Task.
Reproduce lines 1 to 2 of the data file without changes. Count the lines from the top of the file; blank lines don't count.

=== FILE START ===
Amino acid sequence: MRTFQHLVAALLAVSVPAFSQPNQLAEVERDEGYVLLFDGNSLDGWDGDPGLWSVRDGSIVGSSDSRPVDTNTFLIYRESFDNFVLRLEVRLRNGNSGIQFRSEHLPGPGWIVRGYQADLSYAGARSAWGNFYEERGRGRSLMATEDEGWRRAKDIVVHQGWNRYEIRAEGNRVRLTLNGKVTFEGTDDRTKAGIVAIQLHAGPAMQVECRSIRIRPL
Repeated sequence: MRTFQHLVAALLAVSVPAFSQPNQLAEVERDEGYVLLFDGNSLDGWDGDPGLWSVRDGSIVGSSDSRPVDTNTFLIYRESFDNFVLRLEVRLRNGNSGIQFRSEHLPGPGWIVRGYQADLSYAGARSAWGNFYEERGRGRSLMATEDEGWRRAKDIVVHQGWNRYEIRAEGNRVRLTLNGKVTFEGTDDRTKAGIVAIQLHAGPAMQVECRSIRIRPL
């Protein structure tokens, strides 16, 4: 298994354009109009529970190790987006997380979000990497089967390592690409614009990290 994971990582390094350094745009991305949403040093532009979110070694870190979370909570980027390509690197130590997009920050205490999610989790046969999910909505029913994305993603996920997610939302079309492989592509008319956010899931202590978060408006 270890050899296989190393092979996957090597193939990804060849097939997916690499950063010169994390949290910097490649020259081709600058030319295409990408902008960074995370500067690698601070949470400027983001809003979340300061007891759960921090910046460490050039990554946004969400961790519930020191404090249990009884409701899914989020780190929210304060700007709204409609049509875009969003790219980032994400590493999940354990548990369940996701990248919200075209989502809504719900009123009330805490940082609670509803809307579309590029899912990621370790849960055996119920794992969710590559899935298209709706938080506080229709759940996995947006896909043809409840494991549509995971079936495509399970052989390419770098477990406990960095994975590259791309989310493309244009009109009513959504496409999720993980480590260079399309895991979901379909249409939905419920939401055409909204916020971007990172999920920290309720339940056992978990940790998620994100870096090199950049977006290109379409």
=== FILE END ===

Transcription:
Amino acid sequence: MRTFQHLVAALLAVSVPAFSQPNQLAEVERDEGYVLLFDGNSLDGWDGDPGLWSVRDGSIVGSSDSRPVDTNTFLIYRESFDNFVLRLEVRLRNGNSGIQFRSEHLPGPGWIVRGYQADLSYAGARSAWGNFYEERGRGRSLMATEDEGWRRAKDIVVHQGWNRYEIRAEGNRVRLTLNGKVTFEGTDDRTKAGIVAIQLHAGPAMQVECRSIRIRPL
Repeated sequence: MRTFQHLVAALLAVSVPAFSQPNQLAEVERDEGYVLLFDGNSLDGWDGDPGLWSVRDGSIVGSSDSRPVDTNTFLIYRESFDNFVLRLEVRLRNGNSGIQFRSEHLPGPGWIVRGYQADLSYAGARSAWGNFYEERGRGRSLMATEDEGWRRAKDIVVHQGWNRYEIRAEGNRVRLTLNGKVTFEGTDDRTKAGIVAIQLHAGPAMQVECRSIRIRPL